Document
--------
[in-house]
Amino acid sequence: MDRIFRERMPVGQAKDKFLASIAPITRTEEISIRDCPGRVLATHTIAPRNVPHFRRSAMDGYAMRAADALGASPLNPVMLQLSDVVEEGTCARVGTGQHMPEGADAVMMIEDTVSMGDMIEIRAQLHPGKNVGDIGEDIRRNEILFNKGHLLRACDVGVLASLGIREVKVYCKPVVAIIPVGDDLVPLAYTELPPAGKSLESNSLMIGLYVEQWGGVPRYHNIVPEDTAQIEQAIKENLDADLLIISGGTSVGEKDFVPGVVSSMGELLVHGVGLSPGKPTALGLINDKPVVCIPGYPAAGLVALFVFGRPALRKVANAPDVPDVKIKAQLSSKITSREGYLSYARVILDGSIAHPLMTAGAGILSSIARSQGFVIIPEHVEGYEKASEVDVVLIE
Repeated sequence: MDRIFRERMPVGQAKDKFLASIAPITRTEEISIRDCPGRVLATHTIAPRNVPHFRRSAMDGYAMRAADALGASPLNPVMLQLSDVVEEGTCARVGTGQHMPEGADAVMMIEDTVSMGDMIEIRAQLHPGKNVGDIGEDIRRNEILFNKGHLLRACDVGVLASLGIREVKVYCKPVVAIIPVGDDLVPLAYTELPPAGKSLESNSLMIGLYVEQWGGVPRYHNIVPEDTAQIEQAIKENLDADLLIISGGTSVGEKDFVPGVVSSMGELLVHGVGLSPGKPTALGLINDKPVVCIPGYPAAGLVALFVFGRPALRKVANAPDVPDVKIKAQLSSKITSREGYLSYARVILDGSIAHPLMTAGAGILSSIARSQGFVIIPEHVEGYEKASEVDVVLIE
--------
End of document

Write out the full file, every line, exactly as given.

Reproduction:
[in-house]
Amino acid sequence: MDRIFRERMPVGQAKDKFLASIAPITRTEEISIRDCPGRVLATHTIAPRNVPHFRRSAMDGYAMRAADALGASPLNPVMLQLSDVVEEGTCARVGTGQHMPEGADAVMMIEDTVSMGDMIEIRAQLHPGKNVGDIGEDIRRNEILFNKGHLLRACDVGVLASLGIREVKVYCKPVVAIIPVGDDLVPLAYTELPPAGKSLESNSLMIGLYVEQWGGVPRYHNIVPEDTAQIEQAIKENLDADLLIISGGTSVGEKDFVPGVVSSMGELLVHGVGLSPGKPTALGLINDKPVVCIPGYPAAGLVALFVFGRPALRKVANAPDVPDVKIKAQLSSKITSREGYLSYARVILDGSIAHPLMTAGAGILSSIARSQGFVIIPEHVEGYEKASEVDVVLIE
Repeated sequence: MDRIFRERMPVGQAKDKFLASIAPITRTEEISIRDCPGRVLATHTIAPRNVPHFRRSAMDGYAMRAADALGASPLNPVMLQLSDVVEEGTCARVGTGQHMPEGADAVMMIEDTVSMGDMIEIRAQLHPGKNVGDIGEDIRRNEILFNKGHLLRACDVGVLASLGIREVKVYCKPVVAIIPVGDDLVPLAYTELPPAGKSLESNSLMIGLYVEQWGGVPRYHNIVPEDTAQIEQAIKENLDADLLIISGGTSVGEKDFVPGVVSSMGELLVHGVGLSPGKPTALGLINDKPVVCIPGYPAAGLVALFVFGRPALRKVANAPDVPDVKIKAQLSSKITSREGYLSYARVILDGSIAHPLMTAGAGILSSIARSQGFVIIPEHVEGYEKASEVDVVLIE